Shortly after that CSAR headed to another location where the RCMP reported that a second vehicle was 90% submerged and possibly had someone inside. This became the priority for responders.

 

"We sent a vehicle to Gill Road to see if they could access the submerged vehicle from the shore. Both watercraft had difficulty in the dark and rain getting to the subjects because of hidden sandbars just below the surface," said McAuliffe.

 

"Several subjects were rescued from a sand bar but some had left the area after making their way to shore. A shoreline search was conducted to ensure that no one else was stranded," added McAuliffe.

 

Earlier, around 3 am, reports of a small mudslide that affected a power line in the Slesse Road area took out the electricity up Chilliwack Lake Road including the CRV Fire Hall.

 

At around 4:30 am, reports that a large tree came down across the wires on Vedder Road near the bridge and crews had to block the road off in both directions. About an hour later, reports were that a BC Hydro crew were on their way from Coquitlam.

 

At approximately the same time reports were that a transformer blew and was on fire in the Wells Road area. Crews searched the area but found nothing and the power remained on. There were also reports trees and branches down on primary power supply lines in several other areas including Scott Road and Siemens Road.

 

Flood warnings are in effect for the areas marked in green.

 

CSAR noted on their Twitter feed that BC River Forecast Centre issued a local High Streamflow Advisory Thursday morning. "Please use considerable caution around waterways, stay away from rising creeks/rivers & please be aware that there is a potential for localized flooding."

 

 

  Saturday, Feb 1, 2020 

Published 3 am

 

Here comes the bride

The best part of losing is reading about the winners

BCLC/Handout photo


Gill will be giving his daughter the wedding of her dreams after winning the lotto.

 

aljit Singh Gill has spent months budgeting how to make his daughter’s upcoming wedding special. He now has two-million extra ways to do that after matching all six numbers in the BC49 draw on January 25, 2020.
 

The Fleetwood truck driver, who immigrated to Canada from India in 1985, has been playing the lottery for years but couldn’t stop shaking when he discovered he won $2 million.
 

“I scanned my ticket at the Evergreen Mall [near 152nd Street and Fraser Highway],” says Gill. “I saw the 2, and all the zeros, and I called the clerk over to check and make sure.”
 

Gill and his wife still haven’t told their daughter they’re about to make her dream wedding come true.
 

“She will be very surprised,” says Gill, who will pay off some debt and tuck away half of the remaining winnings for the future.
BCLC offers socially responsible gambling entertainment while generating income to benefit British Columbians. Remember, play for fun, not to make money. Visit GameSense.com.
 

 

 

 

  Saturday, Feb 1, 2020 

Published 2 am

 

Healthy communities don't include cancer-causing pesticides

Calgary policy 'ambiguous and vague'

Meg Sears, PhD/File photo
 

n January 13th, civil society and citizens ask Calgary City Council to: 1. discuss (don't rubber-stamp by consent) the proposed pesticides policy, and 2. send it back to staff to institute healthy, ecological, climate-friendlier landscaping policies.
 

A new, weakened Pest Management Policy on the January 13th Calgary Council "consent agenda" could be rubber-stamped without even being discussed by Calgary Council. It would replace the 1998 Integrated Pest Management Policy.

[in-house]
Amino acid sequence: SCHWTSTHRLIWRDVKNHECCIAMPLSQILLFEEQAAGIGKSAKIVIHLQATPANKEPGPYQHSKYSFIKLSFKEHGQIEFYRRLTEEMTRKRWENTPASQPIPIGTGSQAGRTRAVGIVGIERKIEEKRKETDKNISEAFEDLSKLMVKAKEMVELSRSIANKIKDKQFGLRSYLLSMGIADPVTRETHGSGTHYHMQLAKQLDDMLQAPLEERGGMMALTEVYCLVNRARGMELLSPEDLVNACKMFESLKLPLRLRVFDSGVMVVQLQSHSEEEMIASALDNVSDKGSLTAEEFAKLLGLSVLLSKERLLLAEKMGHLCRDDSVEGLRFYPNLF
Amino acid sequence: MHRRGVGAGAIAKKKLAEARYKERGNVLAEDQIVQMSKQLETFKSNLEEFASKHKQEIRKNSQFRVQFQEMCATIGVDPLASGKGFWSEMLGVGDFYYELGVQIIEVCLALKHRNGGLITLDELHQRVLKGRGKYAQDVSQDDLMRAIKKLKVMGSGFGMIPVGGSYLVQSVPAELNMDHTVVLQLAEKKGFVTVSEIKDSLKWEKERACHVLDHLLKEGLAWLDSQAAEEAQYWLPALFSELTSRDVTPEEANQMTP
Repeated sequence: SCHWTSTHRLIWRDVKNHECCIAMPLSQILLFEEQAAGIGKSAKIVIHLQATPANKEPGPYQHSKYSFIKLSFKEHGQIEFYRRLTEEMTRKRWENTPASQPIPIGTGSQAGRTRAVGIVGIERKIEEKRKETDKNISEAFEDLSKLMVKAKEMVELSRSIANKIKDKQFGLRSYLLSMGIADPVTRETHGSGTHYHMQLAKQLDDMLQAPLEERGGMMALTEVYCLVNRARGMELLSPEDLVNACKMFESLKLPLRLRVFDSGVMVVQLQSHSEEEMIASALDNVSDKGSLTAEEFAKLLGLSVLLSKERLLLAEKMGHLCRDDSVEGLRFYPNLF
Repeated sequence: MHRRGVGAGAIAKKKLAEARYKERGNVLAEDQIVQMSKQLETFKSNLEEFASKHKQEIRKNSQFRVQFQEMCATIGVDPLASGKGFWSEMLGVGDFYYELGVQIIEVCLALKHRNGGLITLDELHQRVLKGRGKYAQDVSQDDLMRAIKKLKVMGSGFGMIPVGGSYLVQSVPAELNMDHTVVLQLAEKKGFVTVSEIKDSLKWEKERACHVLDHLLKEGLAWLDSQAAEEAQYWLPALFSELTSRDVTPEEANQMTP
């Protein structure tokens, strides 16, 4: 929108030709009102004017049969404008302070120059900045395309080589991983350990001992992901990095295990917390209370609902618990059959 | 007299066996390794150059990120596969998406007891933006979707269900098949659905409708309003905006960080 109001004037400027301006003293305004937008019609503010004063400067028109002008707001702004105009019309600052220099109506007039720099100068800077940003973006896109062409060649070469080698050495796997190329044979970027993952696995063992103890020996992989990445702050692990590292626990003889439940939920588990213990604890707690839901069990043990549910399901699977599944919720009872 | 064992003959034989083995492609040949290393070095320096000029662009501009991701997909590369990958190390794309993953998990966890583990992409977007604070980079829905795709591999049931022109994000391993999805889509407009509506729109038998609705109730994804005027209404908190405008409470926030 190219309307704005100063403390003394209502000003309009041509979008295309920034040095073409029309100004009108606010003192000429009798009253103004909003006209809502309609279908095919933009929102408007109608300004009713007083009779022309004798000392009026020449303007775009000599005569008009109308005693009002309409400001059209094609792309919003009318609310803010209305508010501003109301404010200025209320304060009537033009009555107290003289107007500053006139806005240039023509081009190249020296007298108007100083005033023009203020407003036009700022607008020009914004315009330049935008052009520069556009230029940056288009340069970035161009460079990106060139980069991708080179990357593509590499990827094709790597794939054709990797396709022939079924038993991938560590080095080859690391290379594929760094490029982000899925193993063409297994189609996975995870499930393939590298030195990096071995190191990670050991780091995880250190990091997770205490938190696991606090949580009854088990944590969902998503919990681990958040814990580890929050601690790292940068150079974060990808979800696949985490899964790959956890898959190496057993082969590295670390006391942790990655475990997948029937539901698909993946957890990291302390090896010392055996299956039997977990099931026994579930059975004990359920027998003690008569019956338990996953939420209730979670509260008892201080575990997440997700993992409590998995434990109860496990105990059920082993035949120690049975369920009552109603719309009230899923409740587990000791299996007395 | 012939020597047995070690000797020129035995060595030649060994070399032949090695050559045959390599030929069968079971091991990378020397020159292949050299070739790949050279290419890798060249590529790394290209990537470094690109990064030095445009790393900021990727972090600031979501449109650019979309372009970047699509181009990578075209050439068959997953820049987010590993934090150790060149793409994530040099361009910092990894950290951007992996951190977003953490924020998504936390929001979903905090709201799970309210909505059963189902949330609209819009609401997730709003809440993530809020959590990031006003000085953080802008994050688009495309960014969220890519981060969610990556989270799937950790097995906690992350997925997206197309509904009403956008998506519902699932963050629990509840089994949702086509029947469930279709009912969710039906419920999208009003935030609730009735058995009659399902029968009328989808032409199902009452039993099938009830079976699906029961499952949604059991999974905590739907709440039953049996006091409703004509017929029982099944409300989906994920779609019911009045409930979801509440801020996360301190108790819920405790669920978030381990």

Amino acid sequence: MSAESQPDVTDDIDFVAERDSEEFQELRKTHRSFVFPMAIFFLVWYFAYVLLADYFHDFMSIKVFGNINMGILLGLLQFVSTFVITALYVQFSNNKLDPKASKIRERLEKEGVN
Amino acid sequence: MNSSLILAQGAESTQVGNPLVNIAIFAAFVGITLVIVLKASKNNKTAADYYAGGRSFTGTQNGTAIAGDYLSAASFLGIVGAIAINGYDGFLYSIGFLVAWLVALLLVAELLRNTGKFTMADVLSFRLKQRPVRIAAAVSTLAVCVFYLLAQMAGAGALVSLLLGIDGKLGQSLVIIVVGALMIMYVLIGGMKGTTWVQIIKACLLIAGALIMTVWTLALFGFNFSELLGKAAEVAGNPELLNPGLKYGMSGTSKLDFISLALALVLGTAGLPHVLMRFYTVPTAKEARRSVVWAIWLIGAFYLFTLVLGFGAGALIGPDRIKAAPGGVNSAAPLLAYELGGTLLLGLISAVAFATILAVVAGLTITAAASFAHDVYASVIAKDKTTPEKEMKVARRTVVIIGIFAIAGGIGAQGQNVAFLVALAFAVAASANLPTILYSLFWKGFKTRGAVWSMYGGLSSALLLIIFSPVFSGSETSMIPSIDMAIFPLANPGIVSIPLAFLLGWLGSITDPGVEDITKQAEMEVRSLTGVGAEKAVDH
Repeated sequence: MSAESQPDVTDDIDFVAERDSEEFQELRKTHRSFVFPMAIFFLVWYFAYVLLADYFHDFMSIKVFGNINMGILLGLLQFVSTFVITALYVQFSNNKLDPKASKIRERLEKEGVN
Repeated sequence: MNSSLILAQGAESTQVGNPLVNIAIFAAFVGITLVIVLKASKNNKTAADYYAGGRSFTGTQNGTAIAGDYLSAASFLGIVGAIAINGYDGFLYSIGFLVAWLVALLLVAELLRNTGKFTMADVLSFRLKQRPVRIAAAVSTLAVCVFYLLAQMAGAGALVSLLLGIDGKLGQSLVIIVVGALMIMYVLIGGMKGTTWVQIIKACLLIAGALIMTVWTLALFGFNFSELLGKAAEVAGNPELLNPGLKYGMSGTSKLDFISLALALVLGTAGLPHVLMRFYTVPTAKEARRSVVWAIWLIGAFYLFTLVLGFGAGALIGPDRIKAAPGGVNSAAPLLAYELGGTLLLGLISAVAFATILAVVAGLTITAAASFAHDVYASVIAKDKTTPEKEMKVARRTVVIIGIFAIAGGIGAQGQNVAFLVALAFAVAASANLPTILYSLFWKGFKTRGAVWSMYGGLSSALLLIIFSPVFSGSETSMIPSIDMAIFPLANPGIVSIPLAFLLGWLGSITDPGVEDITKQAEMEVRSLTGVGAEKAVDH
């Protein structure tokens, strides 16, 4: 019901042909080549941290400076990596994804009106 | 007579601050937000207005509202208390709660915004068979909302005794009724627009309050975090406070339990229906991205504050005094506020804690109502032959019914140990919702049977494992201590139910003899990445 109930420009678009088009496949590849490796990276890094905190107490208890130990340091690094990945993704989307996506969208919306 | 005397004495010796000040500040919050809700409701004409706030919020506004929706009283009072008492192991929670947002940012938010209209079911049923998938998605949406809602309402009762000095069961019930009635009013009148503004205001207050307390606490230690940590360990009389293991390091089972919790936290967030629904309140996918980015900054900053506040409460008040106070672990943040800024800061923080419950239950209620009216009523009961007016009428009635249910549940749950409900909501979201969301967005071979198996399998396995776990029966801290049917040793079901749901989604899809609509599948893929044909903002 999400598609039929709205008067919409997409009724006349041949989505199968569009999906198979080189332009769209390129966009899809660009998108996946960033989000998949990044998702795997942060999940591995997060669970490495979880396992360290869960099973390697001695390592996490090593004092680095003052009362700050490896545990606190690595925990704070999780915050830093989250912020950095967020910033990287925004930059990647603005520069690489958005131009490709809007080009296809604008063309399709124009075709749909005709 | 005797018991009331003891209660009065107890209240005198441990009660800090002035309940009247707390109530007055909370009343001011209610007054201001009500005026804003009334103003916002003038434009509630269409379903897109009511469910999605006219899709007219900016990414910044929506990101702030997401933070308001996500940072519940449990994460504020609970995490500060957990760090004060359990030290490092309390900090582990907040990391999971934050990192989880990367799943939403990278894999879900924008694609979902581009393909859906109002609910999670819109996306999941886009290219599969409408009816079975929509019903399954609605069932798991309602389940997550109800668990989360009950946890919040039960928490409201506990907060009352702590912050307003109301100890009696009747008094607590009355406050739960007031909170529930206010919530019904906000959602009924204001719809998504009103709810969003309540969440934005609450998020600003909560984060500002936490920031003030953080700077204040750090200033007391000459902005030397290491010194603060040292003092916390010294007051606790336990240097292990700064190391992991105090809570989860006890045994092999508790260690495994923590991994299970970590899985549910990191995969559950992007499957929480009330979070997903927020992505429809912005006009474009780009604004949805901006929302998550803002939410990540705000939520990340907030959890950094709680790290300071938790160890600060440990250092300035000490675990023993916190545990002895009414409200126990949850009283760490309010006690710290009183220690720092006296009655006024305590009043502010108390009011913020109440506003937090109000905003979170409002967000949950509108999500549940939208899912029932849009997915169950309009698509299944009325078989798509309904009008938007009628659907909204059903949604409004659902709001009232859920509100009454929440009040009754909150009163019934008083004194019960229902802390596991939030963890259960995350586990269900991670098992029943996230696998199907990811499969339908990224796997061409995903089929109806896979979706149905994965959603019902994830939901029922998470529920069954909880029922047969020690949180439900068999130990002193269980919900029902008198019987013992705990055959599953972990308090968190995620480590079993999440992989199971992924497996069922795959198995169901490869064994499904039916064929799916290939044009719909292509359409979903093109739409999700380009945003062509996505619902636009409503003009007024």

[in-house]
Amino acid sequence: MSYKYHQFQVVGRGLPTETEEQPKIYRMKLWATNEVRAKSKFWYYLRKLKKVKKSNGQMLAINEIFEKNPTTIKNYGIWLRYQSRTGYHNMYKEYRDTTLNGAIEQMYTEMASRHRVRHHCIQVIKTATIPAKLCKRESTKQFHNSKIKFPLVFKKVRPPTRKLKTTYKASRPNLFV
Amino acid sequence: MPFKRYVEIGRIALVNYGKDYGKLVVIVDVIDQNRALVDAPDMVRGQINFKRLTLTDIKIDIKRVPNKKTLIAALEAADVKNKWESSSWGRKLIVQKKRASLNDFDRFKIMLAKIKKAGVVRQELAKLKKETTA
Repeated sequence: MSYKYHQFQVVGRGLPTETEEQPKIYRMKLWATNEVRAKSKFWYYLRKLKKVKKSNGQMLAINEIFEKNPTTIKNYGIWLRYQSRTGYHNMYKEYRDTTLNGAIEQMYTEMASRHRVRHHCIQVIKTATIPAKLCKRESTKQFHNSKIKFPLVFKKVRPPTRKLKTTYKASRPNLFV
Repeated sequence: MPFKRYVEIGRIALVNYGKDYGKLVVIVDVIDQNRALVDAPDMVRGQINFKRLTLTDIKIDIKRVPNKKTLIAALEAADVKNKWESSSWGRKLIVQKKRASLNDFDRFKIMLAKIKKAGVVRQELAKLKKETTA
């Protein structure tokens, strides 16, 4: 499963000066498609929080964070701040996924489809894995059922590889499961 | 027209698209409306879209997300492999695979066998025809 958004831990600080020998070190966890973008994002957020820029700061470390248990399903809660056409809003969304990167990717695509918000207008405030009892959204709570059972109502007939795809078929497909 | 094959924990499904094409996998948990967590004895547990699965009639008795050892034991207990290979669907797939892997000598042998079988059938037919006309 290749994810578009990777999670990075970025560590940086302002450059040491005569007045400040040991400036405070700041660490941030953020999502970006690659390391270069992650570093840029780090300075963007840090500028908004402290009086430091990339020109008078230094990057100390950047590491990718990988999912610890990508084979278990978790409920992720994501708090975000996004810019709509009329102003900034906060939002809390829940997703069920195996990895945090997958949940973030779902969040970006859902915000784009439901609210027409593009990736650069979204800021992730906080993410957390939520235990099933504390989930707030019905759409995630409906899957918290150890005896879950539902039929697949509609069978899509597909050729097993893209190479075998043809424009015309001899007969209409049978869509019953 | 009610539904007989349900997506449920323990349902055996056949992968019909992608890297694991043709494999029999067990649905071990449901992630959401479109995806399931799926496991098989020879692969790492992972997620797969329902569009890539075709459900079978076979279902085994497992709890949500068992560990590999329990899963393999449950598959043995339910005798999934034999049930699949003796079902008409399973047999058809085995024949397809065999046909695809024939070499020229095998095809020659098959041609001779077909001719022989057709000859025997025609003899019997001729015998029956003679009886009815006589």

The new policy is ambiguous and vague, "prioritizing" human and ecological health (will health be a high priority?) and removing specifics such as notice provisions, pesticide-free tot-lots and buffer zones. Prevent Cancer Now discussed the present and proposed policies, while our friends at Coalition for a Healthy Calgary pose very important questions.

 

Calgary needs least-toxic, best practices for organic, regenerative landscaping to: protect human and ecological health; capture carbon in the soil and address climate change; and blunt "heat islands" in hotter summers.   
 

Democracy was denied. The proposed policy did not undergo the promised public consultation; immediate pre-holiday participation at Committee was thwarted because (contrary to required procedure) documentation was posted less than 2 days before the meeting; and voluminous other documentation distracts from the fact that Council is voting on a short, 4-point policy.

 

Calgary has a poor history of pest management. One example was improper use of triclopyr - a pesticide that mimics hormones.

 

 

  Wednesday, Jan 29, 2020 

Published 7 am

 

Coronavirus detected in BC

BC CDC says one person confirmed infected

BC Gov't Caucus/File photo

 

BC CDC says person is isolated at home.
 

r. Bonnie Henry, B.C.'s provincial health officer (PHO), has issued the following statement regarding the first case of novel coronavirus (2019-nCoV):

“On Jan. 27th, our BC Centre for Disease Control public health lab locally confirmed a presumed positive test for 2019-nCoV. Following this, samples were sent to the National Medical Laboratory in Winnipeg for additional testing.

“This afternoon, those tests returned positive for 2019-nCoV, confirming the presumed case is indeed novel coronavirus.

“Public health officials are in regular contact with the individual who is in isolation at home.

“The risk of spread of this virus within British Columbia remains low at this time. All necessary precautions are being taken to prevent the spread of infection. We have multiple systems in place to prepare for, detect and respond to prevent the spread of serious infectious diseases in the province.